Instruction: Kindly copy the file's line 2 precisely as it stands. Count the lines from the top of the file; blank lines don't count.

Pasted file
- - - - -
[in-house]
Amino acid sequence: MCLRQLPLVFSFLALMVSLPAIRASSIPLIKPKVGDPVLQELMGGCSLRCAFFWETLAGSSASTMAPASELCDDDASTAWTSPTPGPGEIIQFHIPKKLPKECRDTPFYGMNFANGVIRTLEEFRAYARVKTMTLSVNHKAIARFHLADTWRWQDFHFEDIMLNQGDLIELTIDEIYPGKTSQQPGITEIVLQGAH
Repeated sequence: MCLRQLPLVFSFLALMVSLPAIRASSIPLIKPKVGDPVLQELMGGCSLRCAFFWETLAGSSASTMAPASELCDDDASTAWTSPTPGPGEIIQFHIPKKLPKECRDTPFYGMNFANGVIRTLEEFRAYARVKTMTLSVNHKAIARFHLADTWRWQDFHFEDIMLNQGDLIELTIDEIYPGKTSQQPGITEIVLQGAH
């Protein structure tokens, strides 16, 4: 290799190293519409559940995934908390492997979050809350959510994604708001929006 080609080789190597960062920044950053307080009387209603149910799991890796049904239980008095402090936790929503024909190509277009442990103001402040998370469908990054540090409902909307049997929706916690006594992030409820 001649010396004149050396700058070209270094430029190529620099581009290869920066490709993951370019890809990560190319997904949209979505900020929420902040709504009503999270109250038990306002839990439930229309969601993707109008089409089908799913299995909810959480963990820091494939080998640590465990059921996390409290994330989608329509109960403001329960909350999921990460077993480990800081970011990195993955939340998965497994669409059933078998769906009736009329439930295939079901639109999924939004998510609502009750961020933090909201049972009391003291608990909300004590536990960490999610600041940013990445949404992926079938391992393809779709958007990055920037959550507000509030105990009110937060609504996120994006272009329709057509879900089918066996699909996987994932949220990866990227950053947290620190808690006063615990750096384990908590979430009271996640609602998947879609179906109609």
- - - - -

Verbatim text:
Amino acid sequence: MCLRQLPLVFSFLALMVSLPAIRASSIPLIKPKVGDPVLQELMGGCSLRCAFFWETLAGSSASTMAPASELCDDDASTAWTSPTPGPGEIIQFHIPKKLPKECRDTPFYGMNFANGVIRTLEEFRAYARVKTMTLSVNHKAIARFHLADTWRWQDFHFEDIMLNQGDLIELTIDEIYPGKTSQQPGITEIVLQGAH